Gabby: This is true. It's not fun for me or for Sophia.

Sophia: Not really fun for me, not because it affects my sleep, but every morning I wake up, and she usually tells me her nightmares.

Gabby: I have frequent nightmares. It's not great. But they're interesting stories. I feel like sometimes, they're pretty out there.

Sophia: Okay, tell me one of them.

Gabby: Yeah, so the other night I dreamt that I was in a research facility like a lab and this doctor came up to me and the doctor had Joe Biden's face. But I'm still convinced that it wasn't Joe Biden. He just happened to have Joe Biden's face, and he came up to me with a human heart that was drained of blood, and he said you need to go to all these specialists across the country and figure out why this person died like what's wrong with his heart and I was like, oh, okay. I guess that's my job. And he was like, but you also need to cut it up. Like break it apart and then give little samples of it to each person and I was like, okay cool. So I was running around the country, you know, holding my drained heart and cutting it up and handing pieces to people, and I kept freaking out every time I ran into a specialist because I'd be like, hey, look at this. The arteries are clear. They're not clogged. This person should be perfectly fine. Why did they die and just to be clear, I am not at all qualified to say whether that's true or not. But in this dream for some reason I was convinced that I was, and they wouldn't really respond. They just be sort of like, yeah, I don't know and then kind of trail off and not say anything for a while. And eventually I was standing there, and I started to get short of breath because I was freaking out so much, and then all of a sudden, Joe Biden comes out from behind a pillar, and I put my hand to my chest. It comes away sticky. I look down, and it's open like gone, and Joe Biden looks at me, and I look at him, and he goes it was your heart all along, and then I collapse and die.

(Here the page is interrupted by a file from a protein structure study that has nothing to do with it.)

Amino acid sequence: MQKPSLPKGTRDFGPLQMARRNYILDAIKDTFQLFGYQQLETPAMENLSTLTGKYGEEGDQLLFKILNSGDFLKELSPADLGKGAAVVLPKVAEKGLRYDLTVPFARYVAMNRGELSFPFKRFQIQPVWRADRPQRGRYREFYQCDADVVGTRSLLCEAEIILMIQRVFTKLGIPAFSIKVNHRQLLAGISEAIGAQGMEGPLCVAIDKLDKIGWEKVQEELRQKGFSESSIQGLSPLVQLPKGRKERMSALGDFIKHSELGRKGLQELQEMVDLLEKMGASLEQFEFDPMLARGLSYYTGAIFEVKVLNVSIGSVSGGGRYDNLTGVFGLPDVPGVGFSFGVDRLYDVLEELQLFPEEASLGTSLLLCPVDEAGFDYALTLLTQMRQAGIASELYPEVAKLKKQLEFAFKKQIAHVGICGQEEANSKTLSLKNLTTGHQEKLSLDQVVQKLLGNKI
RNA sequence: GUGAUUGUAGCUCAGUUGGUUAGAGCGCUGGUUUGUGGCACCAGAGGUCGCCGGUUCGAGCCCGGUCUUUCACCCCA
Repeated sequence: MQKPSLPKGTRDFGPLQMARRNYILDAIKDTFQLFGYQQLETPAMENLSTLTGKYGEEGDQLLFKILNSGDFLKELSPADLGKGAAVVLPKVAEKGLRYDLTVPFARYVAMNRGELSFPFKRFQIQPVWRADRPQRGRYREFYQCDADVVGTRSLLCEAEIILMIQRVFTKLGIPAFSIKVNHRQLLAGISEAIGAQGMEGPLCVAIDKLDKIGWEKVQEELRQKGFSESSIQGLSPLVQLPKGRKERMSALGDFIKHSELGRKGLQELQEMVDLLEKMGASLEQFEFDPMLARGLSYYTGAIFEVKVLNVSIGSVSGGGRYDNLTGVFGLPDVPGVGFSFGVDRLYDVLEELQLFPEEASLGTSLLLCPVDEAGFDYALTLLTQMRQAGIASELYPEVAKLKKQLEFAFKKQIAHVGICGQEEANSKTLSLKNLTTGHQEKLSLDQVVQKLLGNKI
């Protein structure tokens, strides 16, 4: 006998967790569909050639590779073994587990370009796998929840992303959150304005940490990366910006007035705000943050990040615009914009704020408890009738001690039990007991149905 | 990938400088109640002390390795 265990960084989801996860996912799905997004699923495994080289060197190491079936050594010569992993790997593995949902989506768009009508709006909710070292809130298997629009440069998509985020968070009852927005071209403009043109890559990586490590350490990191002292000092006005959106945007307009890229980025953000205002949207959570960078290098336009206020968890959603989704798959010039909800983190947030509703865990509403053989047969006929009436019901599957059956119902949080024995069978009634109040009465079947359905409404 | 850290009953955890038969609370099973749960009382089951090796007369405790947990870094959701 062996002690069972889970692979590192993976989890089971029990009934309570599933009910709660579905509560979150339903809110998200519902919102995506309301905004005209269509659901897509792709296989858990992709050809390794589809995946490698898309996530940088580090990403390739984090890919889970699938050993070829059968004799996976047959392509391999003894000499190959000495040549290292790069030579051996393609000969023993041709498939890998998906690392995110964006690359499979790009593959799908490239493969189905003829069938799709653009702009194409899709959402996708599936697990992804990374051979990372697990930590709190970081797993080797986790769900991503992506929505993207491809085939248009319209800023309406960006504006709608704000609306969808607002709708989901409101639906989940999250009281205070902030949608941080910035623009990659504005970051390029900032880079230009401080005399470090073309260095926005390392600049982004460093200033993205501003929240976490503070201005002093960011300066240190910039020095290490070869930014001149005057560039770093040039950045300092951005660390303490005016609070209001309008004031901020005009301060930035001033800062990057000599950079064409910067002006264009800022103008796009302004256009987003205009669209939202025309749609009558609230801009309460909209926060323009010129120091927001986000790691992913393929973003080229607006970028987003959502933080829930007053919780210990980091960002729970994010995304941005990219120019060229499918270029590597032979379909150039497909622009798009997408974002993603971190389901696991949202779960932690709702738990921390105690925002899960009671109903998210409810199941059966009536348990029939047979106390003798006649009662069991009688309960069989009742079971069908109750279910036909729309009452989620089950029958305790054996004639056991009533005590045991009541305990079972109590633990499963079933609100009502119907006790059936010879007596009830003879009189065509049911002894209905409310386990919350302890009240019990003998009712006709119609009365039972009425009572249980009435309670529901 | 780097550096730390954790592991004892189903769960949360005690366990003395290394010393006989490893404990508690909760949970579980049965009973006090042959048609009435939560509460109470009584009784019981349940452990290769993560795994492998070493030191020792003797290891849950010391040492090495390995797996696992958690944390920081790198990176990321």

Sophia: Imagine waking up to something like that every morning. On that note, why do we dream? Why do we have nightmares? Sleep science also has a lot of unanswered questions. Again, there are a lot of ideas about why we dream, similar to how there are a lot of ideas about why we have hypnic jerks. First, we're trying to process things that are happening throughout the day. Like Gabby said, she saw Joe Biden or someone that looked like Joe Biden during the day. Or during her dream and this could be something she was thinking about or maybe she saw a picture of him and that's her brain’s way of processing. You don't really dream of new faces. Another idea is that dreams reflect our emotions. Maybe she was thinking about death and being terrified of it. I don't know what you think about on a daily basis, or dreams could be for no reason at all.